The United States said Monday it does not know the origin of the three high-altitude objects it shot down over the past few days as they drifted in the winds over North America.
The government said it does not believe the objects were surveillance aircraft, though it is leaving open the possibility that they may be.
"They didn't have propulsion," National Security Council spokesperson John Kirby told reporters at the White House. "They were not being maneuvered. They didn't have surveillance [capability], but we couldn't rule it out."
"We're sort of in uncharted territory here," Kirby said.
He said parts of all three objects fell "in remote, difficult places to reach" — ice off the coast of the far northwestern U.S. state of Alaska, the Yukon territory of northwestern Canada and the depths of Lake Huron on the U.S.-Canada border.
Defense Secretary Lloyd Austin said U.S. personnel have not yet recovered any debris from the three objects.
Austin told reporters Monday in Brussels, where he is scheduled to meet with NATO defense ministers this week, that weather is hampering recovery efforts in Alaska while the remote terrain in Canada is affecting the search there.
He said the priority for the Pentagon is "debris recovery so that we can get a better sense of what these objects are."
Kirby declined to refer to any of the three airborne objects as balloons.
"We don't know who owns them," he said, in contrast to the Chinese spy balloon the U.S. shot down February 4 over the Atlantic Ocean just off the coast of the southern state of South Carolina after it traversed the U.S. mainland for eight days.
China is continuing to claim the balloon was an errant weather-monitoring aircraft that drifted off course. But U.S. officials say the parts they have recovered from the ocean floor show the balloon was on a surveillance mission.
The U.S. military's Northern Command said in a statement Monday that crews had recovered "significant debris from the site, including all of the priority sensor and electronics pieces identified as well as large sections of the structure."
Kirby said President Joe Biden "has made this a very top priority," to determine the ownership and origin of the three objects downed by U.S. fighter pilots, either on his orders, or in the case of the one that landed in the Yukon, in consultation with Canadian Prime Minister Justin Trudeau.
The spokesperson said the three objects were shot down because they posed a "very real" threat to civilian aviation, with the objects near Alaska and over the Yukon territory drifting about 12,000 meters above the Earth and the one over Lake Huron at half that height.
After the Chinese balloon was discovered, Kirby said U.S. radar has been recalibrated to look for more objects.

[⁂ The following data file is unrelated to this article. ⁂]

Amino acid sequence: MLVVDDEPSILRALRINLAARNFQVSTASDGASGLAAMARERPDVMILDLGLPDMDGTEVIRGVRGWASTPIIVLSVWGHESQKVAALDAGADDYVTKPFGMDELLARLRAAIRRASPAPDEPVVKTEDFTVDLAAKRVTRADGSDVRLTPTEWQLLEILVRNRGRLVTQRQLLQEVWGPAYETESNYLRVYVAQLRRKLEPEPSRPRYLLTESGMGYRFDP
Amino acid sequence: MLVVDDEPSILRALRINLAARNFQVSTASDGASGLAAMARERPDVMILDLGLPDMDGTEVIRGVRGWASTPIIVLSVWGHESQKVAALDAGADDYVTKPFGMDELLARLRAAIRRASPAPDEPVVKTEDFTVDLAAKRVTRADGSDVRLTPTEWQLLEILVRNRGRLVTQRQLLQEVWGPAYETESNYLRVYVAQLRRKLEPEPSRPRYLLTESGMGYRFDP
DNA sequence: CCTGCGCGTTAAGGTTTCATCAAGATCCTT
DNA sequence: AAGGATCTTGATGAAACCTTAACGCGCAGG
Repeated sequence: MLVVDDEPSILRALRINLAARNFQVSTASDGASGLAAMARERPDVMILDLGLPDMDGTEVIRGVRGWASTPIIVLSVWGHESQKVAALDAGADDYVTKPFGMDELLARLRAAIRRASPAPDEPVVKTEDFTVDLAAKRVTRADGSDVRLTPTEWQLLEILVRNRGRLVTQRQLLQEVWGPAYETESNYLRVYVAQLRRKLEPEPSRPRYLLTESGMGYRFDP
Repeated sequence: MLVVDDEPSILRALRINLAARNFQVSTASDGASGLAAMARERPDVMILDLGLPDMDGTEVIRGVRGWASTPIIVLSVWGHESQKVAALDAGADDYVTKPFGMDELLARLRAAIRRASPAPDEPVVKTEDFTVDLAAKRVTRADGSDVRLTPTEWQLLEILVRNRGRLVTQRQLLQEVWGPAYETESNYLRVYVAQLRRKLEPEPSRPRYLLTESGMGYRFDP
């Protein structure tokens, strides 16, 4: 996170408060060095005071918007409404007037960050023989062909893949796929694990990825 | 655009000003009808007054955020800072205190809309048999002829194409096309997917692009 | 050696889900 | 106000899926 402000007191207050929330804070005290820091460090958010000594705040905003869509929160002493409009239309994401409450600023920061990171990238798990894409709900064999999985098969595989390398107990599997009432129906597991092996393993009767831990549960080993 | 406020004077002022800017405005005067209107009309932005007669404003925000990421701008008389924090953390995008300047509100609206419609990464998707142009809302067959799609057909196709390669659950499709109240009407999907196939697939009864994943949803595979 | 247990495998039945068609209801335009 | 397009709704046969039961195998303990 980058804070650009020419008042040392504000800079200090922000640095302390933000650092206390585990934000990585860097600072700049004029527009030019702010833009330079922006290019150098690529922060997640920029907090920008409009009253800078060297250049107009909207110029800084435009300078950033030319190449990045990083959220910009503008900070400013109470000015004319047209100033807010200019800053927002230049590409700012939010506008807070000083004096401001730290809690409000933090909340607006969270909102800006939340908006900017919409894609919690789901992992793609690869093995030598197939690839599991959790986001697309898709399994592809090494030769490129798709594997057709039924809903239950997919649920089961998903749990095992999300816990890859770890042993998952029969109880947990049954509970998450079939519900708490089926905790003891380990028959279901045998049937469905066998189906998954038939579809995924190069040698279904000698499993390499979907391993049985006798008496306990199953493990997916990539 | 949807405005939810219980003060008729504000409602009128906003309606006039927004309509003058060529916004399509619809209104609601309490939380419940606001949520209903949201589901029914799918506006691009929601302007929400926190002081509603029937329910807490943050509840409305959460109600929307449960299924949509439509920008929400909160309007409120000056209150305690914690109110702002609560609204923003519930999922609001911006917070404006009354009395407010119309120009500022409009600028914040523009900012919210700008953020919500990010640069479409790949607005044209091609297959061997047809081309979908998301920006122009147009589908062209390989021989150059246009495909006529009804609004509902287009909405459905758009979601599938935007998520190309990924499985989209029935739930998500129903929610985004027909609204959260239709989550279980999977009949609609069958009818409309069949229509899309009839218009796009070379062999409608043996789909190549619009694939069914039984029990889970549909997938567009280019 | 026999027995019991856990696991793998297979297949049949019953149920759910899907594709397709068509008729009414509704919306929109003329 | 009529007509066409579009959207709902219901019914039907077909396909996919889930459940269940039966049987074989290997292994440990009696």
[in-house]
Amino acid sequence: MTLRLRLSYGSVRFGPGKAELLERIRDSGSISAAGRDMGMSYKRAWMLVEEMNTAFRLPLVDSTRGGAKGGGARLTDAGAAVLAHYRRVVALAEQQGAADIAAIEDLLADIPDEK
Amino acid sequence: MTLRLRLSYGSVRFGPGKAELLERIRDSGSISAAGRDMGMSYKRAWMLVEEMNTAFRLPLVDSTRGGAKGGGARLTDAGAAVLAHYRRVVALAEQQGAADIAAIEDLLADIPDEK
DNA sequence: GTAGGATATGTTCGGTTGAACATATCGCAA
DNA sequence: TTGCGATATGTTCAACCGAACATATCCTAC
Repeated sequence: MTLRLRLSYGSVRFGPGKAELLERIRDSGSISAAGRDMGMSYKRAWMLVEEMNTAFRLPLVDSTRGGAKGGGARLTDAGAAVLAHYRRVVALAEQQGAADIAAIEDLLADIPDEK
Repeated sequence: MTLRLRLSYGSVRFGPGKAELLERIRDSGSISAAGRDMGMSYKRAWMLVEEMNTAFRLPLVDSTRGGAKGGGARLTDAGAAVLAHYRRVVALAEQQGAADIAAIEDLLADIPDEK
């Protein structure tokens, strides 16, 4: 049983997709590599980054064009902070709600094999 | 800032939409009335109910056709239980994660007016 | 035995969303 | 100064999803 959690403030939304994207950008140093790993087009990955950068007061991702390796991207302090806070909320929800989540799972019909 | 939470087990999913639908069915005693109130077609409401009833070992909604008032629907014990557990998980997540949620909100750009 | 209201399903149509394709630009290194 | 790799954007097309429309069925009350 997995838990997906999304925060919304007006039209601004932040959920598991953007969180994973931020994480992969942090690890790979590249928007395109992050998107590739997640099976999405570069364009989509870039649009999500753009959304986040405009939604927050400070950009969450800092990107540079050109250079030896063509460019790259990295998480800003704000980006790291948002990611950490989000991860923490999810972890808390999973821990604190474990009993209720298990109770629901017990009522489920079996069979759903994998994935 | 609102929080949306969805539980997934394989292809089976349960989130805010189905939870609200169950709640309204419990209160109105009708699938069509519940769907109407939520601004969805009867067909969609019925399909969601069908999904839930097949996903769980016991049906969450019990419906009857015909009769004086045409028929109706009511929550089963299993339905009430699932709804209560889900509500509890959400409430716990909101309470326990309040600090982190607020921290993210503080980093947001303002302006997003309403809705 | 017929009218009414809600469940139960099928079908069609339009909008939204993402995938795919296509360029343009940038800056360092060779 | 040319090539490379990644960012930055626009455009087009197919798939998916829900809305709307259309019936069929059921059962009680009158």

"One of the reasons we're seeing more is we're looking for more," he said.
Earlier, Kirby vehemently rejected Beijing's accusation Monday that the U.S. had flown more than 10 high-altitude balloons over China.
Chinese Foreign Ministry spokesperson Wang Wenbin, at a daily briefing, said, "It is also common for U.S. balloons to illegally enter the airspace of other countries. Since last year, U.S. high-altitude balloons have illegally flown over China's airspace more than 10 times without the approval of Chinese authorities."
He said the United States should "first reflect on itself and change course rather than smear and instigate a confrontation."
"Not true. Not doing it. Just absolutely not true," Kirby told the U.S.-based cable news network MSNBC. "We're not flying balloons over China."
Both countries deploy spy satellites, but after Wang accused the United States of flying balloons over China, he offered no details about how they had been dealt with or whether they had alleged links to the U.S. government.
The United States said Monday it has also spotted Chinese balloons flying through the Middle East. But Lieutenant General Alexus Grynkewich, commander of the U.S. Air Forces Central Command, said, "They've not been a threat. They've flown through a few times since I've been in command but nothing that I would be concerned about in any way."
Following the balloon incident, U.S. Secretary of State Antony Blinken canceled a visit to Beijing that potentially could have eased relations between the two countries and disagreements over Taiwan, trade, human rights and Chinese actions in the disputed South China Sea.
VOA national security correspondent Jeff Seldin and Pentagon correspondent Carla Babb contributed to this report.